The Effect of the Item-Attribute Relation on the DINA Model Estimations in the Presence of Missing Datan


Creative Commons License

Kaya Kalkan O., BAŞOKÇU T. O.

PAMUKKALE UNIVERSITESI EGITIM FAKULTESI DERGISI-PAMUKKALE UNIVERSITY JOURNAL OF EDUCATION, no.46, pp.290-306, 2019 (Journal Indexed in ESCI) identifier

  • Publication Type: Article / Article
  • Volume: Issue: 46
  • Publication Date: 2019
  • Doi Number: 10.9779/pauefd.546797
  • Title of Journal : PAMUKKALE UNIVERSITESI EGITIM FAKULTESI DERGISI-PAMUKKALE UNIVERSITY JOURNAL OF EDUCATION
  • Page Numbers: pp.290-306

Abstract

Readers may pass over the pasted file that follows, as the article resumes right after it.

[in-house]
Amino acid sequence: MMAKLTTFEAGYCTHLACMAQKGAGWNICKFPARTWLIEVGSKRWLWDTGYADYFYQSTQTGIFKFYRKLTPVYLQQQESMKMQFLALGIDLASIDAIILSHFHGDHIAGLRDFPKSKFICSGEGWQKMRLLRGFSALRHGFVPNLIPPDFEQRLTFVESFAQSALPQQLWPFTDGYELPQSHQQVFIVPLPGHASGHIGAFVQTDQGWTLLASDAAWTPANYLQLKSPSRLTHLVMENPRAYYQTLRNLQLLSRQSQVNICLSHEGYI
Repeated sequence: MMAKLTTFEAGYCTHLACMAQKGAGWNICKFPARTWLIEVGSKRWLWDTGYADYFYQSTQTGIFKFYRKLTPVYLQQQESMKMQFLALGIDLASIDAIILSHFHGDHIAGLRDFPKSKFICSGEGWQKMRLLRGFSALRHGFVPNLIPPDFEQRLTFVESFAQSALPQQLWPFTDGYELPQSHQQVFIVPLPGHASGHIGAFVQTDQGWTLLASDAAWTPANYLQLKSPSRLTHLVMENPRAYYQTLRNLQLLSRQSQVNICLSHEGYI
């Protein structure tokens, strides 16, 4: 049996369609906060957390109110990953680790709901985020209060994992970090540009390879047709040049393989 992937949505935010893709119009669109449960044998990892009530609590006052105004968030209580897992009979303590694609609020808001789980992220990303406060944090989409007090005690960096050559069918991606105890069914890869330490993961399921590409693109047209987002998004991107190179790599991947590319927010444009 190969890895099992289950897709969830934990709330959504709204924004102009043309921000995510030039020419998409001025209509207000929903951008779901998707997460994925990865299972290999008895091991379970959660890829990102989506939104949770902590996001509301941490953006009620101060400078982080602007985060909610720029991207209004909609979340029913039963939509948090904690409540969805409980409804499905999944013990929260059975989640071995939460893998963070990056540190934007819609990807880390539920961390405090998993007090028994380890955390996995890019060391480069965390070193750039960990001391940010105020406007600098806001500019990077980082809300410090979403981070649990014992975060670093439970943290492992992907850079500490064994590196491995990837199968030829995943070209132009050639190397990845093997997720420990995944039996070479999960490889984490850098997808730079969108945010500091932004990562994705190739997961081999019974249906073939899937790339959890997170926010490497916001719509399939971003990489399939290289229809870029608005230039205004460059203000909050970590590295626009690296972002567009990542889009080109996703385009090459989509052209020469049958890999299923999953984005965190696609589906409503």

The objective of this study is to investigate the relation between the number of items and attributes and to analyze the manner in which the different rates of missing data affect the model estimations based on the simulation data. A Q-matrix contains 24 items, and data are generated using four attributes. A dataset of n = 3,000 is generated by associating the first, middle, and final eight items in the Q-matrix with one, two, and three attributes, respectively, and 5%, 10%, and 15% of the data have been randomly deleted from the first, middle, and final eight-item blocks in the Q-matrix, respectively. Subsequently, imputation was performed using the multiple imputation (MI) method with these datasets, 100 replication was performed for each condition. The values obtained from these datasets were compared with the values obtained from the full dataset. Thus, it can be observed that an increase in the amount of missing data negatively affects the consistency of the DINA parameters and the latent class estimations. Further, the latent class consistency becomes less affected by the missing data as the number of attributes associated with the items increase. With an increase in the number of attributes associated with the items, the missing data in these items affect the consistency level of the g parameter (guess) less and the s parameter (slip) more. Furthermore, it can be observed from the results that the test developers using the cognitive diagnosis models should specifically consider the item-attribute relation in items with missing data.